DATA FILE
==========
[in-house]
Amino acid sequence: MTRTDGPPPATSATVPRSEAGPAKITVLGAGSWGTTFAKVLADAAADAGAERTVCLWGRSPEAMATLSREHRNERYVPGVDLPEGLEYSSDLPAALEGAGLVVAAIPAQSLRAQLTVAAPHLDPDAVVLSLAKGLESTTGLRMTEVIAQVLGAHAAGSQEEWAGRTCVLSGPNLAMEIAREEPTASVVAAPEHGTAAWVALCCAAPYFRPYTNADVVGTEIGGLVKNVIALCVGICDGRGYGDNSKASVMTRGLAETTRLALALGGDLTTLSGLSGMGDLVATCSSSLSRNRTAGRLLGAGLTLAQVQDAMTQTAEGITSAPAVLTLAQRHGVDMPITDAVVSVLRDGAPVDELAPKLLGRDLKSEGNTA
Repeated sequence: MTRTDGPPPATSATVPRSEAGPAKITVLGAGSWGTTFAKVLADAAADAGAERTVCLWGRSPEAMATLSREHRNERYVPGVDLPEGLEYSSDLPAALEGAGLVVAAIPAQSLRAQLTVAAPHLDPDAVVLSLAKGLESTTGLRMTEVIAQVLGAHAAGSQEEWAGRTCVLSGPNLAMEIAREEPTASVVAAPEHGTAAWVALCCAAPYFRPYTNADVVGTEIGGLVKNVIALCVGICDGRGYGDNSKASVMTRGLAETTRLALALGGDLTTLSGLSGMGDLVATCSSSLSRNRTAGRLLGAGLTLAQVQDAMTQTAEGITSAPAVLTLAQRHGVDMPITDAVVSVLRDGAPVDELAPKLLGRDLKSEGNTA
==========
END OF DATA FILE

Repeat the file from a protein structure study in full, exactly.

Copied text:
[in-house]
Amino acid sequence: MTRTDGPPPATSATVPRSEAGPAKITVLGAGSWGTTFAKVLADAAADAGAERTVCLWGRSPEAMATLSREHRNERYVPGVDLPEGLEYSSDLPAALEGAGLVVAAIPAQSLRAQLTVAAPHLDPDAVVLSLAKGLESTTGLRMTEVIAQVLGAHAAGSQEEWAGRTCVLSGPNLAMEIAREEPTASVVAAPEHGTAAWVALCCAAPYFRPYTNADVVGTEIGGLVKNVIALCVGICDGRGYGDNSKASVMTRGLAETTRLALALGGDLTTLSGLSGMGDLVATCSSSLSRNRTAGRLLGAGLTLAQVQDAMTQTAEGITSAPAVLTLAQRHGVDMPITDAVVSVLRDGAPVDELAPKLLGRDLKSEGNTA
Repeated sequence: MTRTDGPPPATSATVPRSEAGPAKITVLGAGSWGTTFAKVLADAAADAGAERTVCLWGRSPEAMATLSREHRNERYVPGVDLPEGLEYSSDLPAALEGAGLVVAAIPAQSLRAQLTVAAPHLDPDAVVLSLAKGLESTTGLRMTEVIAQVLGAHAAGSQEEWAGRTCVLSGPNLAMEIAREEPTASVVAAPEHGTAAWVALCCAAPYFRPYTNADVVGTEIGGLVKNVIALCVGICDGRGYGDNSKASVMTRGLAETTRLALALGGDLTTLSGLSGMGDLVATCSSSLSRNRTAGRLLGAGLTLAQVQDAMTQTAEGITSAPAVLTLAQRHGVDMPITDAVVSVLRDGAPVDELAPKLLGRDLKSEGNTA